Skill Level 2: Anyone with WEP / WPA-PSK Cracking Skills
While WPA and WPA2 eliminate many of the problems associated with WEP, they are still vulnerable to attack, particularly in their PSK form. Many people have already cracked WEP and Parts 1 and 2 of this series provided a step-by-step procedure.
Breaking the pre-shared key of WPA and WPA2 "Personal" is much harder and time consuming - especially if you are using AES encryption - but it is possible.
Countermeasure 8: Add Authentication
To address this emerging threat, users should implement authentication. Authentication adds another layer of security by requiring a client computer to "sign-in" to the network. Traditionally this has been done with a mix of certificates, tokens, or hand-typed passwords (also called Pre-Shared-Keys) that are negotiated with an authentication server.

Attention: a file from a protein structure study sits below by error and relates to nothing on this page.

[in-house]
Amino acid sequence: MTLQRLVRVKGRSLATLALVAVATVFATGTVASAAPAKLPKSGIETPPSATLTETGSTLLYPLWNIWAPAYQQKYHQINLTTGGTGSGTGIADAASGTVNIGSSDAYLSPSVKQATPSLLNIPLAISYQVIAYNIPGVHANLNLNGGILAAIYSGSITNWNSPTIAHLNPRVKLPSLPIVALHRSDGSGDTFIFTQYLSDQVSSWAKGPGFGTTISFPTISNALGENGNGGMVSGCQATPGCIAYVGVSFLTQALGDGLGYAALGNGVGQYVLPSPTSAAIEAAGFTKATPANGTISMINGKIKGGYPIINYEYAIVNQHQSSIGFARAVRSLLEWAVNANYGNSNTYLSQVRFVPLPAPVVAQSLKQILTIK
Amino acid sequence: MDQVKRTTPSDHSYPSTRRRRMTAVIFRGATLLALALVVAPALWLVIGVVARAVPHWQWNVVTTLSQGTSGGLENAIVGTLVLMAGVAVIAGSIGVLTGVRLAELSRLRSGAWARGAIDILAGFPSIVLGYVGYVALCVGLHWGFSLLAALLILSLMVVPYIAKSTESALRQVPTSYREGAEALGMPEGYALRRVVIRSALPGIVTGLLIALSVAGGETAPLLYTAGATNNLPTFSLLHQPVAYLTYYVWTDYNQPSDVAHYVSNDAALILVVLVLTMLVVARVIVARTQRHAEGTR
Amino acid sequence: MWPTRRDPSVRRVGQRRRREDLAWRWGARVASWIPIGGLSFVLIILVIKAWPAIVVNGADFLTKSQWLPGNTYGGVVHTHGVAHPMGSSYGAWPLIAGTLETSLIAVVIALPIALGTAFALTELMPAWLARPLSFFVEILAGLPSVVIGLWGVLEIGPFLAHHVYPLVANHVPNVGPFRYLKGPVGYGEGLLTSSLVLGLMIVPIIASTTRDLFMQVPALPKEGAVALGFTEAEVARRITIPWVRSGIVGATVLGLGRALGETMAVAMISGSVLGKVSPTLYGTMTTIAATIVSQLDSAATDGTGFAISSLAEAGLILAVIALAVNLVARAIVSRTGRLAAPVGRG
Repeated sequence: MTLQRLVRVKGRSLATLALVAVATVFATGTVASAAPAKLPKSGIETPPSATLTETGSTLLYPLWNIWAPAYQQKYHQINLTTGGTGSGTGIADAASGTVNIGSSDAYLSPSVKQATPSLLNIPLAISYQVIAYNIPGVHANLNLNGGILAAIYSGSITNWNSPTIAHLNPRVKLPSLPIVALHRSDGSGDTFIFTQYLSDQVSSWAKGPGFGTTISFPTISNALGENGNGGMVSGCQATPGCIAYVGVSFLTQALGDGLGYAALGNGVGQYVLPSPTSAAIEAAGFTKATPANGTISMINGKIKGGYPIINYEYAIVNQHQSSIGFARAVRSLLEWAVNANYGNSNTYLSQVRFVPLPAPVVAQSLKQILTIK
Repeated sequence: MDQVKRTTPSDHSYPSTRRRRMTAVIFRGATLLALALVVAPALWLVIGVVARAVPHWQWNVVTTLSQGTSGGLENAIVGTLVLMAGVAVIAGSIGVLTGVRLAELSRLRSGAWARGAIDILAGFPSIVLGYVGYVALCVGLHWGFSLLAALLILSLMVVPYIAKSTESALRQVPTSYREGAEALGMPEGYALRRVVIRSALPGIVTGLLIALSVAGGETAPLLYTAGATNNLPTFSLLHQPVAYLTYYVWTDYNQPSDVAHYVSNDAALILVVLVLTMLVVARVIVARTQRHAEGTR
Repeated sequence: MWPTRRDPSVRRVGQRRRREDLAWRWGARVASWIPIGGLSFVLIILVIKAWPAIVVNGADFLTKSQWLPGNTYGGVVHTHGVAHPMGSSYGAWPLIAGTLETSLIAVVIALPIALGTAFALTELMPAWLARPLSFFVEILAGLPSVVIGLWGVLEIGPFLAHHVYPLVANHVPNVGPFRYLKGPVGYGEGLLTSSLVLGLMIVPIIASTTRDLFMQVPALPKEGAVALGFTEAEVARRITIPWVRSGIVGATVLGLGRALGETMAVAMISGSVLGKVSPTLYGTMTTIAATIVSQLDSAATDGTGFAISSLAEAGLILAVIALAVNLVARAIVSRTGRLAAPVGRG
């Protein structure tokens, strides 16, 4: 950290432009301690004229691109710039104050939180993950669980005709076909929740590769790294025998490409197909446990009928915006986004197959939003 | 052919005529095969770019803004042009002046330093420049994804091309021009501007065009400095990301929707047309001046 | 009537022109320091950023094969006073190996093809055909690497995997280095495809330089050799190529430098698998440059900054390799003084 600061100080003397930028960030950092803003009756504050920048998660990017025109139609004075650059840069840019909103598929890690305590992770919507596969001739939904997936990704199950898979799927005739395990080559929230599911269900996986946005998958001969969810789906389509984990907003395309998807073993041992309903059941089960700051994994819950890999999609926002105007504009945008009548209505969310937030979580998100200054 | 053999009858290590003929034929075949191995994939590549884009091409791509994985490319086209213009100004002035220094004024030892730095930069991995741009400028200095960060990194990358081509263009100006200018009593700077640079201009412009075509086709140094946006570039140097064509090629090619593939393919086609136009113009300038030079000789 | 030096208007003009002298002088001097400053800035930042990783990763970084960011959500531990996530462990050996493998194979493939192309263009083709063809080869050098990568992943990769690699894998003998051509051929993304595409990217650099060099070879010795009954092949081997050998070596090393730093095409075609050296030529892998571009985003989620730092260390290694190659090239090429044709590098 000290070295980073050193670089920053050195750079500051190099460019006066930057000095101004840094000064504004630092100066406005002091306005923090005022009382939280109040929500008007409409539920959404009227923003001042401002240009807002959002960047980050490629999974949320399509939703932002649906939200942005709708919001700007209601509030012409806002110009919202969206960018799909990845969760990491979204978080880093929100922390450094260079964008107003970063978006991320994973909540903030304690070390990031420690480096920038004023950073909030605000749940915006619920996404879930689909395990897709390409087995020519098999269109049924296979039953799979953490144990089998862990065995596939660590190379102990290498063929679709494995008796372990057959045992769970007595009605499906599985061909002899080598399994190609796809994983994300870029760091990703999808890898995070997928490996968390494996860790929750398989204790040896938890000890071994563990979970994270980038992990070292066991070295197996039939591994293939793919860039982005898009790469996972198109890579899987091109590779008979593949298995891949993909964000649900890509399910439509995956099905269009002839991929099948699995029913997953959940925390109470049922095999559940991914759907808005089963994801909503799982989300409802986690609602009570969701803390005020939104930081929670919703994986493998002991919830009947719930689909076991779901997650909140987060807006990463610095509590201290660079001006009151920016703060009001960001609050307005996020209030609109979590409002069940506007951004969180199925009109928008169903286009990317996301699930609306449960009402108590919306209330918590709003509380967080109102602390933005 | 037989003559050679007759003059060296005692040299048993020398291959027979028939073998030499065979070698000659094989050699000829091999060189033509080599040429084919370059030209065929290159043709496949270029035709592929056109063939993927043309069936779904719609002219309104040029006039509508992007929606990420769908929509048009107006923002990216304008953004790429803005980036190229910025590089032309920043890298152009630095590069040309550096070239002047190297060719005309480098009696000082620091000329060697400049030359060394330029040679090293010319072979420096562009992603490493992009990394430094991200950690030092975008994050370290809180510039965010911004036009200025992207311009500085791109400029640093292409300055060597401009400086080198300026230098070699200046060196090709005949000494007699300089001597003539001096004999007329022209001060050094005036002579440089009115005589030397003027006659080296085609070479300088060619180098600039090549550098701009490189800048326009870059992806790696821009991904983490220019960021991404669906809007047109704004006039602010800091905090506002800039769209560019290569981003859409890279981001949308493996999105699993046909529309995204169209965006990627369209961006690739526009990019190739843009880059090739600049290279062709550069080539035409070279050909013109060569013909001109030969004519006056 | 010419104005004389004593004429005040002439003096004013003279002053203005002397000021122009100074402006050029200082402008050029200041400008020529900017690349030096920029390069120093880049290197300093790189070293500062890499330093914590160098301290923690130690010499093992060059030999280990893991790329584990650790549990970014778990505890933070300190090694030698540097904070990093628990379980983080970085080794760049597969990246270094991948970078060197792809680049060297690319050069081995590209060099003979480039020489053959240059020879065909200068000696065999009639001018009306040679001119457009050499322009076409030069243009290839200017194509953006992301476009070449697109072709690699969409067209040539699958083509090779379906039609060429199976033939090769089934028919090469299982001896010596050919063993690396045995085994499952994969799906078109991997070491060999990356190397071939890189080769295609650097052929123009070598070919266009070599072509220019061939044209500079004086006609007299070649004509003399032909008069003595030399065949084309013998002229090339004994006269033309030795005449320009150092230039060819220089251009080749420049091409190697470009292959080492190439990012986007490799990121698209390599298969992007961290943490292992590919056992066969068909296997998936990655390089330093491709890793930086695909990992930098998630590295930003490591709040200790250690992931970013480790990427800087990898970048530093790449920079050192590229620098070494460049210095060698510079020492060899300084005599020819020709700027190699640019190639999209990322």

802.1X provides the access control framework used by WEP, WPA and WPA2 and supports several EAP (Extensible Authentication Protocol) types that do the actual authentication. George Ou’s excellent article on Authentication Protocols contains probably more than you’d ever want to know about EAP, WPA and WPA2!
Configuring authentication can be a daunting and expensive task for networking professionals, let alone home networkers. At this year’s RSA conference in San Francisco, for example, many attendees didn’t bother to set up their wireless connection because of the full page of instructions they had to follow to do it!
You can download a free Linux Radius Server from the Free Radius Project. Another free option worth investigating for more experienced networkers is TinyPEAP, which adds a small RADIUS server supporting PEAP-based authentication into Linksys WRT54G and GS wireless routers. Note that since this firmware isn’t officially supported by Linksys, you’re on your own if you mess up your router while installing TinyPEAP.